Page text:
Spain's entry into the festival, Juan Carlos Fresnadillo's Intacto (Intact, 2001) is cruder, lewder, but a hell of a lot easier to enjoy. Its alternate-universe proposition is that there is an underground economy of psionic talents specializing in probability games--in effect, people who are abnormally lucky. More, some of these people are capable of feeding on the luck of others--are in effect psionic vampires, who can draw your good fortune out of you with a hug and long kiss, or even just a photograph. Fresnadillo directs with shadows and plenty of style--when one man draws another to him you feel dread creeping over you the way it does in some of the better films about the undead (and I don't mean the twinkly kind). The film (written by Fresnadillo with the help of Andres Koppel) focuses too much on the mechanics of lucksucking (I doubt if this neologism will catch on) to fully draw out the various metaphorical and philosophical implications of his premise, but there's enough here to make this a memorable, if not superior, suspense flick. What in no small way helps make the film watchable is Max Von Sydow--at the age of eighty-two (seventy-two when this picture was released) he seems to be enjoying himself as much as he ever did in Ingmar Bergman's films (more, since Bergman is seldom funny, and almost never camp). Here he plays the ultimate lucky gambler, a Holocaust survivor (who else could be so fortunate?), and he does so with quiet humor and humanity (look out for a gem of a little speech he gives late in the movie, about a girl's faded photograph that he keeps in his pocket--he's a monster, but such a sad, charmingly agreeable one!).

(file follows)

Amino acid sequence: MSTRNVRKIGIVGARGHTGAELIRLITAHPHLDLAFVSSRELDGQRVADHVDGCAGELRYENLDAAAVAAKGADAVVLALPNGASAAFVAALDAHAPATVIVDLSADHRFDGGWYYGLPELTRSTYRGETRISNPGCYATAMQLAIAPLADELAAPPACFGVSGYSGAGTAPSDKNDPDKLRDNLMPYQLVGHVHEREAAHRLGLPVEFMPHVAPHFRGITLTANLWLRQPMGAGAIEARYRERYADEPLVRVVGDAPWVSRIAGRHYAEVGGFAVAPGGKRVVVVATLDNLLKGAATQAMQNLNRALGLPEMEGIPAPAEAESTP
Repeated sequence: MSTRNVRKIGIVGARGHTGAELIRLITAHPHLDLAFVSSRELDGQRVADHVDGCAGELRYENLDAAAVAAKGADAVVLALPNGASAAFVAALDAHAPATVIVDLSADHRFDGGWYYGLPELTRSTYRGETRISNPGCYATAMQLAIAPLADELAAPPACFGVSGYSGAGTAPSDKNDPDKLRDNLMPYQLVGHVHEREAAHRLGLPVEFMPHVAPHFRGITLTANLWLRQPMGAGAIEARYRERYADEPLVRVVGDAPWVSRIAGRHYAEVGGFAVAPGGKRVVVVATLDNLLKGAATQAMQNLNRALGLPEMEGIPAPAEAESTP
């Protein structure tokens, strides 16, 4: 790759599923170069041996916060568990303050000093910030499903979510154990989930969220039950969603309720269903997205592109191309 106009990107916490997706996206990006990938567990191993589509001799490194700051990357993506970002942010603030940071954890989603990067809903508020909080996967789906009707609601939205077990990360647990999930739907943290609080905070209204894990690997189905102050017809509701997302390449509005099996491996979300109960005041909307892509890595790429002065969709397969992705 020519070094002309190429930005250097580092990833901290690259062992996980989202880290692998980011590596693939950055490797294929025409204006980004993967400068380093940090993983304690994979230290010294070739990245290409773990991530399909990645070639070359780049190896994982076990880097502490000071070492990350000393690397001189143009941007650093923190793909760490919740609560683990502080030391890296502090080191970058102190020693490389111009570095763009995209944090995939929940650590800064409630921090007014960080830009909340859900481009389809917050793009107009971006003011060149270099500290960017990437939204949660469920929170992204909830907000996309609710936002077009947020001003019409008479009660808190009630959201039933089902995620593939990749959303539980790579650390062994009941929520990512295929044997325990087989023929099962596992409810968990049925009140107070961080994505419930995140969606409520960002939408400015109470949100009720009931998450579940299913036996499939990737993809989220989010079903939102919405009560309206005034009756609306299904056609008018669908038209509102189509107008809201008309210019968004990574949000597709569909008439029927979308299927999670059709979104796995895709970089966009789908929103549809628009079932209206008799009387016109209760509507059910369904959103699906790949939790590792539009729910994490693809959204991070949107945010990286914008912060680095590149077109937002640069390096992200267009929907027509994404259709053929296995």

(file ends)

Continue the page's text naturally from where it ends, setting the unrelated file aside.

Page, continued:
I'd seen Lukas Moodysson's Lilya 4-ever (2002) and aside from a few implausibilities was impressed with the filmmaking overall, a kind of casual hand-held lyricism that helped stylize (without softening much) the relentless poverty depicted onscreen.

Representing Sweden, his Mammut (Mammoth, 2010) follows the story of four people: an American couple Leo and Ellen Vidales (Gael Garcia Bernal and Michelle Williams), their Filipino nursemaid Gloria (Marife Necesito), and Cookie (Natthamonkarn Srinikornchot), a prostitute. Their lives interact, separate, come together, so on and so forth.

In many ways the film resembles Alejandro Gonzalez Inarritu's Babel (2006) without the muscular, overexerting cinematography and ADHD editing--Moodysson is as good as his name, his camera lingering on his characters' thoughtful faces, trying to guess at their thoughts and feelings. It's a film shot in three countries (by a director from a fourth, Sweden)--a relatively large production--yet the director takes his time to tell the story properly (a commercial kiss of death nowadays), and focuses not on the exotic locations being photographed but on the people wandering these locations, lost in their own sense of alienation.